There will be serious doubts about how Southasian we are if we cannot care for those who are suffering, and then rise to do something about it. In particular, there is a serious empathy deficit among the countries of our region today, where we seem unable to put ourselves in the sandals of someone across the frontier. We are made remote, of course, firstly by the borders that separate us, and the media that largely concentrates on news within those borders. But we also fail the test of rationality, each of us, because our vision is affected by ideological blinkers. Lastly, perhaps we keep quiet because, on many an occasion, we lack the courage of our convictions.
Take the case of Bangladeshi writer Taslima Nasrin, charged with blasphemy and hounded from her own country in 1994 thereafter, thrashing about Scandinavia till finding refuge in Calcutta, from where she was expelled this past September, eventually travelling to Rajasthan and ending up in Delhi. Her portfolio of awards and fellowships are now all from the West. No Southasian (or very few, and none from the mainstream of any sector) dare welcome her, such is the hold of radical Islamist populism.
A country’s politicians and administrators are supposed to be pushed to take stands by its intelligentsia. But too many in the intellectual vanguard seem to take refuge in bogus reasoning. From Dhaka to Delhi and even Lahore, barring a few stalwart conscience-keepers, the prevailing attitude is largely one of, ‘We have enough problems of our own, without this self-promotional lady complicating our lives by deliberately inviting fatwas, beheading threats and exile.’ But, of course, if we are all truly children of the Enlightenment, wherever we may live today, then our duty is to stand up for the rights of those such as Taslima, regardless.
The intellectuals in each of our countries must rise above arguments without merit, and accept the indisputable fact that Taslima Nasrin is an author whose rights have been abused in her own country. And that, as such, any one of the other countries in the region must be pressured to provide asylum. For instance, the Nepali government must be asked by the Kathmandu intelligentsia to provide asylum for Taslima in the event that she is ultimately ousted from India.
Indeed, much of this comes down to the matter of whether supporting Taslima is to be considered a sign of disrespect of the Muslim community, whose sentiments she is said to have hurt through her writings. To begin with, having been born a Muslim, protecting the author should be seen as respecting a Muslim individual. I daresay that the majority of Muslims of Southasia, as well as Hindus and Buddhists, would want Taslima to be allowed to live a life of her own in her own neighbourhood of her own city – not to be hounded the world over by extreme conservatives, cowing everyone down with fear of retribution, verbal and physical. And consider Taslima the woman, born a Muslim: should not the sentiments of Muslim women, and women in general, be considered in all of this, regardless of whether some clerics have decided that she ‘deserves’ all kinds of dire visitations?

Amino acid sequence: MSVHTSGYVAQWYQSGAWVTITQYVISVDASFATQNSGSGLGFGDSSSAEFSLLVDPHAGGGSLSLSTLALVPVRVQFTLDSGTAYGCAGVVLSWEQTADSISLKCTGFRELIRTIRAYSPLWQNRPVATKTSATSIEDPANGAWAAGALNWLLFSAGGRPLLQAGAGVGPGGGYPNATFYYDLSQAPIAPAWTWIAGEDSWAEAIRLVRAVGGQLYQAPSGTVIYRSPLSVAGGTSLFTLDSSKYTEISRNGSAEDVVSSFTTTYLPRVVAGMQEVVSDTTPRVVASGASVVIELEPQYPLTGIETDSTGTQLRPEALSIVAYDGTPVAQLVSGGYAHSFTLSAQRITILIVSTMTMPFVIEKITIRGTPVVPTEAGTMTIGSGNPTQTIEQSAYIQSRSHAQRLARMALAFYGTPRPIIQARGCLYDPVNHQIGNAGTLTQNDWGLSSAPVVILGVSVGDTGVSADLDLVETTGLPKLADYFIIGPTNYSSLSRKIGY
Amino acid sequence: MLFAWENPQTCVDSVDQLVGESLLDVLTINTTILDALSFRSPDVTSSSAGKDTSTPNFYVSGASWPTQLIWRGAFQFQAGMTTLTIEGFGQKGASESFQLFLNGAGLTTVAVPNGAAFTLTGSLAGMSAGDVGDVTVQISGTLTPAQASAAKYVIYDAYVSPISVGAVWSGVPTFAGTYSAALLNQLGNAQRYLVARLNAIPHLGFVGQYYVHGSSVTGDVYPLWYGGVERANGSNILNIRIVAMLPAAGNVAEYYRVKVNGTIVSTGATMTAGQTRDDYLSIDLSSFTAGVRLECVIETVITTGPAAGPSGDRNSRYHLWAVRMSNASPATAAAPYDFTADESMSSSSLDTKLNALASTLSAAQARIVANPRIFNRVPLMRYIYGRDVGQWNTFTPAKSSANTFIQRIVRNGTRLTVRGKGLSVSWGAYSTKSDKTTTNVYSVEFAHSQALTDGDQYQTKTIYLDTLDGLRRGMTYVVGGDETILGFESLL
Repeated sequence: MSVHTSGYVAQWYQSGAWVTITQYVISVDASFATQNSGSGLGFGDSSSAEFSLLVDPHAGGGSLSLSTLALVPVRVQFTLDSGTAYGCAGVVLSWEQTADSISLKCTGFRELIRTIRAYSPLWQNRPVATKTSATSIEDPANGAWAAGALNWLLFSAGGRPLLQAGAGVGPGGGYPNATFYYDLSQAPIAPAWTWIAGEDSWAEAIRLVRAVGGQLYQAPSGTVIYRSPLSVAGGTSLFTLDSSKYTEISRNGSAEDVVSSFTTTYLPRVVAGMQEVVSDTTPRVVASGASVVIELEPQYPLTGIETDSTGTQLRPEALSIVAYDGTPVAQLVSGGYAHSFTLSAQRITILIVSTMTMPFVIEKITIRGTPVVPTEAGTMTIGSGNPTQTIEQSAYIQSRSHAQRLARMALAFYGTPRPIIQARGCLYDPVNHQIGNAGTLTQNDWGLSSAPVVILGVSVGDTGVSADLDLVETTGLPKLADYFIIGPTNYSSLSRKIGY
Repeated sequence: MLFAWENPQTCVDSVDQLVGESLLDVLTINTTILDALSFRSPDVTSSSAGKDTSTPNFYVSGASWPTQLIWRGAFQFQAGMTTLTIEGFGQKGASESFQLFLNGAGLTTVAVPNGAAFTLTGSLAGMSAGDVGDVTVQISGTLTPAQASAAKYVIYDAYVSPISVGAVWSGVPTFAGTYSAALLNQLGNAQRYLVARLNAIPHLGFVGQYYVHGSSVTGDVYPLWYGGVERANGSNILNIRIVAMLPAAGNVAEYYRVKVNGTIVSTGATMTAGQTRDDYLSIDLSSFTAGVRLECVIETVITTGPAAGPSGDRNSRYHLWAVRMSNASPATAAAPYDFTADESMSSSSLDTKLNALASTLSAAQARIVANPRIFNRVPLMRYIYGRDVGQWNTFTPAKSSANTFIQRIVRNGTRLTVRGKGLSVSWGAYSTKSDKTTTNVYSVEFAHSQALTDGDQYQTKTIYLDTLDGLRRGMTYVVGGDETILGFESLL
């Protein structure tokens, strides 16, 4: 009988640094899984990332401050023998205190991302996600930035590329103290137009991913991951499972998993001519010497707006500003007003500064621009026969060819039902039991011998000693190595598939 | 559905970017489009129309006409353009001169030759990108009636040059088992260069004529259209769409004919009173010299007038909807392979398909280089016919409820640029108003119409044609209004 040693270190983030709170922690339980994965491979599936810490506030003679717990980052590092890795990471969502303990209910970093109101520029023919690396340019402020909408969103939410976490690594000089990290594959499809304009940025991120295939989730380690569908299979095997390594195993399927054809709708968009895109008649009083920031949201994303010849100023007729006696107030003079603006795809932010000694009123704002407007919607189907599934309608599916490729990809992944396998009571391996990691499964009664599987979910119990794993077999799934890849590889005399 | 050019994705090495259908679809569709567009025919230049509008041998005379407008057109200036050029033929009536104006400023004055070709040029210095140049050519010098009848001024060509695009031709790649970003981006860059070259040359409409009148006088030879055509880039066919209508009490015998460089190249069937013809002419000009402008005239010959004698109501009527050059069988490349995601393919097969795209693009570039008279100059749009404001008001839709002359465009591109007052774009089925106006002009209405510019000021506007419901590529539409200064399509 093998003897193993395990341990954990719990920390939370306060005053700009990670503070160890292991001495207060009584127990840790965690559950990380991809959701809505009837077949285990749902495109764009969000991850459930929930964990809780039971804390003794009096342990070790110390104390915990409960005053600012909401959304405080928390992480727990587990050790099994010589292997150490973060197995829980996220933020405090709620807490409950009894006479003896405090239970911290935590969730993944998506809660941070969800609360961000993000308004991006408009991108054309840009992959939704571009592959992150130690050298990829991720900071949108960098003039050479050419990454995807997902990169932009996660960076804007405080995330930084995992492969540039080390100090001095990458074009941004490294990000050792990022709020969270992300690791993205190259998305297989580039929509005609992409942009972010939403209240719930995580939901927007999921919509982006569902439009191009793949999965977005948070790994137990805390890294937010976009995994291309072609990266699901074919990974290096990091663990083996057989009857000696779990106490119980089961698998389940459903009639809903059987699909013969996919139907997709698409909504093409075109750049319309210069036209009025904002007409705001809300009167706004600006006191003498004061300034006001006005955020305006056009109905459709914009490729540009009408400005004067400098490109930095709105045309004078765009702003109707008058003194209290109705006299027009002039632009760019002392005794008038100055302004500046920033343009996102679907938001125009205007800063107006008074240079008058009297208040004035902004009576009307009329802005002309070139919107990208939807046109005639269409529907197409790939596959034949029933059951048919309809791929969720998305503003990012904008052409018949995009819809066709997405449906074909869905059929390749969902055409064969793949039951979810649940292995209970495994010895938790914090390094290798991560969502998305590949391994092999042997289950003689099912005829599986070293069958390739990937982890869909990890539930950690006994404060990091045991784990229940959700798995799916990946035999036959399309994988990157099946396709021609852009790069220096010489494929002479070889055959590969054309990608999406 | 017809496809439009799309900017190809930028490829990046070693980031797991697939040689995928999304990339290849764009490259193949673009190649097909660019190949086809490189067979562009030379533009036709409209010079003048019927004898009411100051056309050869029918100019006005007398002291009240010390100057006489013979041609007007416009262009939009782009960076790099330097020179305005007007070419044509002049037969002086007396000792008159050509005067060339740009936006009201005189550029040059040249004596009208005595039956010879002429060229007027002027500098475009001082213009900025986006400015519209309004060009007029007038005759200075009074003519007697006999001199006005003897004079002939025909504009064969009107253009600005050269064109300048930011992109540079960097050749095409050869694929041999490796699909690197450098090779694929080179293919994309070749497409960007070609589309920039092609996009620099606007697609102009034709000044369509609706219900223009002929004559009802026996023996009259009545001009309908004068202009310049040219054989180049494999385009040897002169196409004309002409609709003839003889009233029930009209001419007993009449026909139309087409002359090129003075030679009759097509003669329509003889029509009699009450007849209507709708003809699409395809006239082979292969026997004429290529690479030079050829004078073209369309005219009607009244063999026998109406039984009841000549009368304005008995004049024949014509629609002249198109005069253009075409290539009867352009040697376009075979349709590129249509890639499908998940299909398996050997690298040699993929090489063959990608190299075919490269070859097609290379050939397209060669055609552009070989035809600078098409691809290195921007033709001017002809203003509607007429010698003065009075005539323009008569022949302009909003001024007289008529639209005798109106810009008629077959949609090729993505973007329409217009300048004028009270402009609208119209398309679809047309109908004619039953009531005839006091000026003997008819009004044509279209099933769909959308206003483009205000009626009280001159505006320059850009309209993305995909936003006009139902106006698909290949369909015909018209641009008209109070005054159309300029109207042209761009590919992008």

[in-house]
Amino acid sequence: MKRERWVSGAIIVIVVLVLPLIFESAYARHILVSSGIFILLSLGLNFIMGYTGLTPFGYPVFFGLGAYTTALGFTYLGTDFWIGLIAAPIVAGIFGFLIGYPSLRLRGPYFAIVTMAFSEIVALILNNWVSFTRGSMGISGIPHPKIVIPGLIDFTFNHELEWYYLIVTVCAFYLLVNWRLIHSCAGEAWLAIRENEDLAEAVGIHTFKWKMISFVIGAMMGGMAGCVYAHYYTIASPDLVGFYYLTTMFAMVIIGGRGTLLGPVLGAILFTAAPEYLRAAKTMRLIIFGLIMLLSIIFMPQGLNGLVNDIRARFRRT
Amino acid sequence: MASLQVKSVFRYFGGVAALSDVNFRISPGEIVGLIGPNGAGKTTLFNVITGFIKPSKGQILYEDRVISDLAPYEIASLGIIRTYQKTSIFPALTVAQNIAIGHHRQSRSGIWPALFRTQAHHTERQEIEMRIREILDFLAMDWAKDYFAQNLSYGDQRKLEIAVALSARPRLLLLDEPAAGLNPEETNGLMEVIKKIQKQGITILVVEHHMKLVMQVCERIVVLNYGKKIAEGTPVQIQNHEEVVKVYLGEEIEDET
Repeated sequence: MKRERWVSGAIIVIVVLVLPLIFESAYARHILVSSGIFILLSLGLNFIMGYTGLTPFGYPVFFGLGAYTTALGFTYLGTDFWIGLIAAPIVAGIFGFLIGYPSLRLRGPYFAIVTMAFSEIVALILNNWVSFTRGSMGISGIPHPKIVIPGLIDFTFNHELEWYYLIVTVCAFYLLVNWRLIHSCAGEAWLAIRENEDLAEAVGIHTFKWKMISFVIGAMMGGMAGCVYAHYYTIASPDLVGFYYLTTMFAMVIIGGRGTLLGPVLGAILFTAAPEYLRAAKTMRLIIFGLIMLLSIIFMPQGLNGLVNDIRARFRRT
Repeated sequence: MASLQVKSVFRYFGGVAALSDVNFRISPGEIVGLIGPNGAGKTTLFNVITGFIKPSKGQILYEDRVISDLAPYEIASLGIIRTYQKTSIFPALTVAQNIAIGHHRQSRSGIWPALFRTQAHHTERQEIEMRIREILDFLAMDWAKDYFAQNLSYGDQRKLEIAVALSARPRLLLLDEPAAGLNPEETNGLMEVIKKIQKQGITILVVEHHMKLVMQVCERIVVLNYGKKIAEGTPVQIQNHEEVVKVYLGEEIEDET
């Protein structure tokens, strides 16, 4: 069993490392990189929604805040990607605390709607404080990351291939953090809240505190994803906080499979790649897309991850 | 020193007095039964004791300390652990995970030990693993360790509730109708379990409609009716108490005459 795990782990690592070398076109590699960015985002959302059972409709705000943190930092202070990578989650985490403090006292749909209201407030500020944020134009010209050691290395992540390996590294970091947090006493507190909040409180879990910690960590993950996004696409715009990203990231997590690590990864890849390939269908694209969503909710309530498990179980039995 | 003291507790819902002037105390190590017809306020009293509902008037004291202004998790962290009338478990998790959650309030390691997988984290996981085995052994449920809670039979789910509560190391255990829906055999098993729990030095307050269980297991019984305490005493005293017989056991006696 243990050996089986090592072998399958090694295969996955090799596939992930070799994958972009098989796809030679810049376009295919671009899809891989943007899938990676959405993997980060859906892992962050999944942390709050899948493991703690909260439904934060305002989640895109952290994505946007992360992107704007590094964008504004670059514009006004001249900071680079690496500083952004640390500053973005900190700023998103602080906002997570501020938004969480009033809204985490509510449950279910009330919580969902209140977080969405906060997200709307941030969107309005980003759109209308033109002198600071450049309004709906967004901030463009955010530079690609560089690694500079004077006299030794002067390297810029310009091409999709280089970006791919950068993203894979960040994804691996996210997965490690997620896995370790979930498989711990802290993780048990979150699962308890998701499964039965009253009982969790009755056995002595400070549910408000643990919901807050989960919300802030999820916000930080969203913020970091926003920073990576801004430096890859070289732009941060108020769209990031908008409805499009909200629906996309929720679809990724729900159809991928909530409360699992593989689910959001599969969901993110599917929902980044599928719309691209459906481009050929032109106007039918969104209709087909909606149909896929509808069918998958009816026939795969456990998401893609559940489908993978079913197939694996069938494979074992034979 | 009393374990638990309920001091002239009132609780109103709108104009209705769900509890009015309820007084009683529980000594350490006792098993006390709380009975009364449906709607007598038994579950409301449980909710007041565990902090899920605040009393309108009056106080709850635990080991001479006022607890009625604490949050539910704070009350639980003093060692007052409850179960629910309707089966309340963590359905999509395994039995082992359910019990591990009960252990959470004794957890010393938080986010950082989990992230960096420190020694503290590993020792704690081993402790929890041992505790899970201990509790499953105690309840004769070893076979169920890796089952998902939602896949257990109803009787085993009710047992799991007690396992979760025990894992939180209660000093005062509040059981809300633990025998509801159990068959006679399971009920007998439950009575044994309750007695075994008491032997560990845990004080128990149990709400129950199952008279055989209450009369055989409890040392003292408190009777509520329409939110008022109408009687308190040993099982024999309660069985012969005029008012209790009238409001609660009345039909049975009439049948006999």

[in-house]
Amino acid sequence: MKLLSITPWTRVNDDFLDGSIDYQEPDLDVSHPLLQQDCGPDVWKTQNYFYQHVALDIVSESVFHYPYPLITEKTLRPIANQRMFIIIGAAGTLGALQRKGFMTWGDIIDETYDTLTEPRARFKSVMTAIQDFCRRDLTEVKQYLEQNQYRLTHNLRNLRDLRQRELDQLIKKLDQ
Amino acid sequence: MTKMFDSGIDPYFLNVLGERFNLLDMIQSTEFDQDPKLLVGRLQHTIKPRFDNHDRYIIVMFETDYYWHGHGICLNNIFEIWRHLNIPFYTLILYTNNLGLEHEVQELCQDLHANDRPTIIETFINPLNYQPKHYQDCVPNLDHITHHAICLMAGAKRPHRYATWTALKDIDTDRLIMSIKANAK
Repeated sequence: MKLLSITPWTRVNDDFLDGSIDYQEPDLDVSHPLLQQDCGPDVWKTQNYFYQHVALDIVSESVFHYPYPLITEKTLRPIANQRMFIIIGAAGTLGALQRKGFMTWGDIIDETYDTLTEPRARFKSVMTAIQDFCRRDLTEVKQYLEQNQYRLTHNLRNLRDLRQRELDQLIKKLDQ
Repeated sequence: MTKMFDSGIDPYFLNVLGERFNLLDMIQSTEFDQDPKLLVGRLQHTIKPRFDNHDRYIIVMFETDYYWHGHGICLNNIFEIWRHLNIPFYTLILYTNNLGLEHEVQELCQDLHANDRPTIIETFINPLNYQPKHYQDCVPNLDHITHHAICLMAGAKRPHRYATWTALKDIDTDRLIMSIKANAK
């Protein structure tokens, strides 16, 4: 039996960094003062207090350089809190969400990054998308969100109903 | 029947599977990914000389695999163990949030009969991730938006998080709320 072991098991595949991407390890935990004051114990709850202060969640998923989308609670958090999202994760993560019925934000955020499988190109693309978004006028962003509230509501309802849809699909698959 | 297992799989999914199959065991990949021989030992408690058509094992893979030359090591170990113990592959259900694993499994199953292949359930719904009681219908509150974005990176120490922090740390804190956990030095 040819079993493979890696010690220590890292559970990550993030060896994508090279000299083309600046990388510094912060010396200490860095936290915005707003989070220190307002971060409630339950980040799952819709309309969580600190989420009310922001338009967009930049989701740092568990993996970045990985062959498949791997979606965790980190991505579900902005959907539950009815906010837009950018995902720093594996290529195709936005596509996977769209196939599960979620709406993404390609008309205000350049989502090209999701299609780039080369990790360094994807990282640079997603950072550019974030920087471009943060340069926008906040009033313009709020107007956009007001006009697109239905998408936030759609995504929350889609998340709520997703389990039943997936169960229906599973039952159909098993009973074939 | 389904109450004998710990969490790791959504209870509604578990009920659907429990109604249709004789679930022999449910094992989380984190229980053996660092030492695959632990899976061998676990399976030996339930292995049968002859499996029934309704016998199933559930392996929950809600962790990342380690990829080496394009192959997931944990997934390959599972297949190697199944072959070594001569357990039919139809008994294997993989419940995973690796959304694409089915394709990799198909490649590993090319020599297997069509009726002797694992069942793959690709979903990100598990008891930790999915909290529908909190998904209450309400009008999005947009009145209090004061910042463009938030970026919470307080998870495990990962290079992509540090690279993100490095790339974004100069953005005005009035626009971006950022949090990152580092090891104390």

These are self-evident truths. But if there is an odd absence of speaking out for Taslima Nasrin due to an intellectual attitude laced with cowardice, then in the case of the Pakistani lawyer Aitzaz Ahsan, it is more a case of distance created by boundaries and nationalist media preoccupation. Aitzaz Ahsan reflects the best in the Southasian politician/activist: with a firm commitment towards pluralism based on a solid grounding in law, he remains one who dares to go against the perceived wisdom of the intelligentsia to actually join a political party – in his case, the Pakistan People’s Party of Benazir Bhutto.
As the Chair of Pakistan’s Supreme Court Bar Association, during 2007 Ahsan sided with the beleaguered Chief Justice Iftikhar Chaudhry and led the lawyers’ challenge to the autocrat Pervez Musharraf. For his troubles, he was detained and held incommunicado during the course of Pakistan’s state of emergency, before being re-arrested on 21 December at a Lahore restaurant after having been ‘provided’ a few hours of freedom over the Eid holidays. Ahsan has not even received support from his own party chief, Benazir Bhutto, keen on a pragmatic cohabitation with President Musharraf, who has just jettisoned his bardi. He should, today, be the talk of the town and the toast of all who believe in the people’s choice, all over Southasia. Today, there should be meetings in Kathmandu, Colombo, Calcutta, Dhaka and Madras, to applaud Ahsan for the issues and people he represents.
Aitzaz Ahsan is a hero for all who believe in pluralism, democracy and freedom of thought in Southasia. But sadly, Southasia does not seem even to recognise its heroes amongst us. As we go to press, Taslima Nasrin is under virtual house arrest in New Delhi, and Aitzaz Ahsan is under virtual house arrest in Lahore.
-- Kanak Mani Dixit is the editor and publisher of this magazine.
Romila Thapar addresses invitees at the
Southasian relaunch of Himal Southasian,
IIC, New Delhi, January 2013.
flickr / The US Army
On 1 December 2013, Afghan President Hamid Karzai accused the US of cutting fuel supplies to Afghan security forces. Despite US pressure, Karzai continues to stall the signing of a Bilateral Security Agreement.
From our archive:
Subel Bhandari looks at the Strategic Partnership Agreement, noting its avoidance of contentious issues. (April 2012)
Vijay Prashad reviews Syed Saleem Shahzad’s Inside Al-Qaeda and the Taliban: Beyond Bin Laden and 9/11, discussing Taliban strategy in the context of NATO withdrawal. (October 2011)
Aunohita Mojumdar explores questions of accountability in relation to the West’s “hasty exit strategy”. (February 2011)